It’s kind of neat that we can do input:invalid {} in CSS to style an input when it’s in an invalid state. Yet, used exactly like that, the UX is pretty bad. Say you have <input type="text" required>. That’s immediately invalid before the user has done anything. That’s such a bummer UX that you never see it used in the wild. But if we could just avoid that one thing, that :invalid selector can do a ton of work for us in form validation without needing to lean on a big fancy library.

Dave has an idea that’s a variation on the original 2017 idea.

It’s basically:

form.errors :invalid {
  outline: 2px solid red;

Now you’re only conditionally applying those native error styles when you’ve determined the form to be in an error state and added a class. And fortunately, testing that is pretty easy too. We could apply that class when the submit button is clicked:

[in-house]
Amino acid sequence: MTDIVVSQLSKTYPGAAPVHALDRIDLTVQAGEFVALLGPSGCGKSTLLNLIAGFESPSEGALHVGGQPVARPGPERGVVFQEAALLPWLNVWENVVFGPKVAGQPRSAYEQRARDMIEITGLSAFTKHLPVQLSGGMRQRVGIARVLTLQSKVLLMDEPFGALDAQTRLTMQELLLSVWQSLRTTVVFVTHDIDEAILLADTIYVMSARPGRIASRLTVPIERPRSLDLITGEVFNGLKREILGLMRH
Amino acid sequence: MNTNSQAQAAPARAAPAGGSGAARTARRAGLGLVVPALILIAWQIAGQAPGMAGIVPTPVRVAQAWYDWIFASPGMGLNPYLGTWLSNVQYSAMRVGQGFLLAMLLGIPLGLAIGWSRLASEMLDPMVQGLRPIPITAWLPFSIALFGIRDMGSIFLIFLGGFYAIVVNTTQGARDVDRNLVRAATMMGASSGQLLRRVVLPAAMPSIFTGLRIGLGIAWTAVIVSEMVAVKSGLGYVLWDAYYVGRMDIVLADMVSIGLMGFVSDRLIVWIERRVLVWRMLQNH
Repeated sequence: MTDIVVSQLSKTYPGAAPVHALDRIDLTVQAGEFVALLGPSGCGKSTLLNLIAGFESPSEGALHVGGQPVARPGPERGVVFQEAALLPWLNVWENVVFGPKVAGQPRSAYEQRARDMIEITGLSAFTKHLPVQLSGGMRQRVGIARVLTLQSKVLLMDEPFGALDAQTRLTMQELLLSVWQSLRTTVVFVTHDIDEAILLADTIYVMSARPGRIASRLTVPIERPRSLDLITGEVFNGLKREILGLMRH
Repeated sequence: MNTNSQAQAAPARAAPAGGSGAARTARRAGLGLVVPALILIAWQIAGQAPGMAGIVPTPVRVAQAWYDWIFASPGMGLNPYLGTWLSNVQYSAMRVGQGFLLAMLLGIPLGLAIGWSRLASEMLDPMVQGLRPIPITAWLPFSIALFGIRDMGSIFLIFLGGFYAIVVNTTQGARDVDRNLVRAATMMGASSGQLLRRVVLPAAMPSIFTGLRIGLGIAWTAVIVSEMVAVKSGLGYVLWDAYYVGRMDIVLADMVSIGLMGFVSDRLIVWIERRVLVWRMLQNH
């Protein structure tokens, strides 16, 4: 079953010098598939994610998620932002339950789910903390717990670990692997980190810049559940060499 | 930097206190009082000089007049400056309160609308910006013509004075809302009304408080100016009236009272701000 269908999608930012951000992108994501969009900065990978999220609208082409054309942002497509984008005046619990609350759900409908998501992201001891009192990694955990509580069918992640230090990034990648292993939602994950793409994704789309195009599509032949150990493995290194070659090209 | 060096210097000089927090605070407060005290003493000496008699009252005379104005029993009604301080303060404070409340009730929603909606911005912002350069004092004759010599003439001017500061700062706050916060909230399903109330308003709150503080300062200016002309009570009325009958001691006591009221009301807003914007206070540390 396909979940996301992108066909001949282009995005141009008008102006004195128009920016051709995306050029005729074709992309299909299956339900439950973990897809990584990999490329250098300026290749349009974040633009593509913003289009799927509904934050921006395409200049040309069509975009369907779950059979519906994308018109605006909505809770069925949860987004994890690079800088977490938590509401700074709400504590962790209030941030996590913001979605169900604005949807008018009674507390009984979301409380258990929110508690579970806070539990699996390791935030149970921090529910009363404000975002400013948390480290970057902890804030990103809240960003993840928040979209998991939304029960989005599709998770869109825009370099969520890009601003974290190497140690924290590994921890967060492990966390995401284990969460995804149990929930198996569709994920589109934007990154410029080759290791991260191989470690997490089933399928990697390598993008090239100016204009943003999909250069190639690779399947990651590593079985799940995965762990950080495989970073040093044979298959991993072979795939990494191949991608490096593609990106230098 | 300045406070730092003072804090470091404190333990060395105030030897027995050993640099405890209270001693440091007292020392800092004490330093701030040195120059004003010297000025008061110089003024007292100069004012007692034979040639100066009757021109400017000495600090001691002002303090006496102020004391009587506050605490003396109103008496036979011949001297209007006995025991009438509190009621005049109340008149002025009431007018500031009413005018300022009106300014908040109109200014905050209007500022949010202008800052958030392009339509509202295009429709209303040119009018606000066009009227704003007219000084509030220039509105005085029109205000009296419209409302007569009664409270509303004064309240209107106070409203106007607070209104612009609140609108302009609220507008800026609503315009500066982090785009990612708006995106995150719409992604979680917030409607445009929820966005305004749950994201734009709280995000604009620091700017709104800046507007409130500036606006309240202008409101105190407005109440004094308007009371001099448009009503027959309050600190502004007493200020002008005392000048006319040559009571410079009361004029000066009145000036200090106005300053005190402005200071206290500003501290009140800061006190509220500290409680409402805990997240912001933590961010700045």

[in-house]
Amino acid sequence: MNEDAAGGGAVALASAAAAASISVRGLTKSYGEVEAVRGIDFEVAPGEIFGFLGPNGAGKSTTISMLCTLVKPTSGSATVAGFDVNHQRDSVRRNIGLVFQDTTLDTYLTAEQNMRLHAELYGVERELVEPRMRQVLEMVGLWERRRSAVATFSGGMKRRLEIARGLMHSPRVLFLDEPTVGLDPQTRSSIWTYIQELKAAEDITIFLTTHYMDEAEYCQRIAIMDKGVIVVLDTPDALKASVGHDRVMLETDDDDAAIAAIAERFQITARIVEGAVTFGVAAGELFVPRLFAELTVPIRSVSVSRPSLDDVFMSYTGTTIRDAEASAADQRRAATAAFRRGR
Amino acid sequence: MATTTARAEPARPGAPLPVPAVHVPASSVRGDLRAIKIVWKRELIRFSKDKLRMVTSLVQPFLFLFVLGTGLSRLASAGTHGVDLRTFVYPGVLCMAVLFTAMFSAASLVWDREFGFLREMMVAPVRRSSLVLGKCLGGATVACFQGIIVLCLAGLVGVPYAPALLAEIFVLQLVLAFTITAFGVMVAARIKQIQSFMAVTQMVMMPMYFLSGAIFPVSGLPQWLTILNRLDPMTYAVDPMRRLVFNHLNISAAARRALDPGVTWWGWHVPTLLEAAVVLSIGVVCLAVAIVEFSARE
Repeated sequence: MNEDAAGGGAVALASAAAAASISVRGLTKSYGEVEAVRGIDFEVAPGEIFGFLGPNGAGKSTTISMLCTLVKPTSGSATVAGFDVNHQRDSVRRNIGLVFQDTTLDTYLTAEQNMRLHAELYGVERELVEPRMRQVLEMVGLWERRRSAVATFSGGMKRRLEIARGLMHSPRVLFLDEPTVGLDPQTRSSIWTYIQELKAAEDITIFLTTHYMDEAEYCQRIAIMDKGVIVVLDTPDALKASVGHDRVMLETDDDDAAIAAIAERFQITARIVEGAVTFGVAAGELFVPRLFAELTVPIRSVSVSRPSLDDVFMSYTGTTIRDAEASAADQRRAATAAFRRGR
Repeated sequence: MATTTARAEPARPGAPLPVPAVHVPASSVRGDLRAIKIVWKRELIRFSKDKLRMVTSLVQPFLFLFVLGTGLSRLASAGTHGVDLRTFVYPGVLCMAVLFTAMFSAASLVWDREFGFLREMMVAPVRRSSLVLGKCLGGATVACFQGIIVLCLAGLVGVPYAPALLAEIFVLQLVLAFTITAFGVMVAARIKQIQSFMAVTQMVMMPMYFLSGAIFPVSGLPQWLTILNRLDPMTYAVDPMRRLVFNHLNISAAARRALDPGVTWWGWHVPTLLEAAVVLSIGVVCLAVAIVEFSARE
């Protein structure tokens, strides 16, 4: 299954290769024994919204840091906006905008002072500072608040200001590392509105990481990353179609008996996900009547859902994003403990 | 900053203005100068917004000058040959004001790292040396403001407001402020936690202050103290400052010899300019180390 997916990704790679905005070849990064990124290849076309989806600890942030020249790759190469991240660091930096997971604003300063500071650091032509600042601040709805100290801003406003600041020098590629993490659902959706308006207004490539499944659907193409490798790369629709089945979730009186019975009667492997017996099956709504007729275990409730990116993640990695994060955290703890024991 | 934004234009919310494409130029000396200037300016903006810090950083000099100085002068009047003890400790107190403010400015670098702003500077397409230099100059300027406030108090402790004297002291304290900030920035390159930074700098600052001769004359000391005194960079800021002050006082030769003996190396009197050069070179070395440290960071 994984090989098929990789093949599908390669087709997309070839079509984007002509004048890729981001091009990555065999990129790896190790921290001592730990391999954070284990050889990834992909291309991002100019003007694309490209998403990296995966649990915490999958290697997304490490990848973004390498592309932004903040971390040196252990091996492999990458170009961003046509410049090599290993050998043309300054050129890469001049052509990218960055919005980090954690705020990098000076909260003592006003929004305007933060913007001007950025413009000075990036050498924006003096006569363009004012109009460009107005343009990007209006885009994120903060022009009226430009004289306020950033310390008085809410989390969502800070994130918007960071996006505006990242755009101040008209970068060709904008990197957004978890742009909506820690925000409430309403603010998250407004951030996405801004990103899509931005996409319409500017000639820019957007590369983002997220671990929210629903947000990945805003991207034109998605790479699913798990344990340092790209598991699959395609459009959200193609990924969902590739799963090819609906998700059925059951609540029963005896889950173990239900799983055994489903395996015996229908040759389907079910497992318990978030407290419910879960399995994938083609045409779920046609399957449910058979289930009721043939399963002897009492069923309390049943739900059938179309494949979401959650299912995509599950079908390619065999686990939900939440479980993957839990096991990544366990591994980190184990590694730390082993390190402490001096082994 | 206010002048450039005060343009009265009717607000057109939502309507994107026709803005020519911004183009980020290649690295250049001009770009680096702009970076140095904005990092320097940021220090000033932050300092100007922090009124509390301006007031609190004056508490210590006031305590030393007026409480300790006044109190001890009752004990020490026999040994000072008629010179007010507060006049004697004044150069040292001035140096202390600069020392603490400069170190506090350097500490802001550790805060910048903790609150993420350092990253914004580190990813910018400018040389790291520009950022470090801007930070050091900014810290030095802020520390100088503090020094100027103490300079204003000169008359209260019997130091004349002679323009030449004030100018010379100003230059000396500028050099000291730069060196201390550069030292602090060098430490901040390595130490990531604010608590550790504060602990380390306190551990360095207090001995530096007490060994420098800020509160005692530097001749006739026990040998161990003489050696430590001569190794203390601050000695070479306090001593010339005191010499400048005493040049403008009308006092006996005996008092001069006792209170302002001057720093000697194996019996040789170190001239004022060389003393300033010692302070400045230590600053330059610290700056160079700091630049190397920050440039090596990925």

submitButton.addEventListener("click", (e) => {
  form.classList.toggle("errors", !form.checkValidity())

Or you could do it when an input blurs or something. You could even wrap each input set in a wrapper and toggle the class on the wrapper when appropriate. The commented out code here could get you going there…

Dave kicked this idea over to Vue:

We initialize the form component with errors: false because we don’t want the error styling until the user has submitted the form. The invalidateForm function just sets this.error = true. That’s one problem with the CSS :invalid pseudo class, it’s way too eager. Hooking into the invalid events, delays the styling until after the first form submission attempt and we know the form has errors.

Not using any library (on top of what you already use) is pretty sweet. HTML form validation is pretty much there. Here’s a fork of Dave’s where error messaging is revealed as well:

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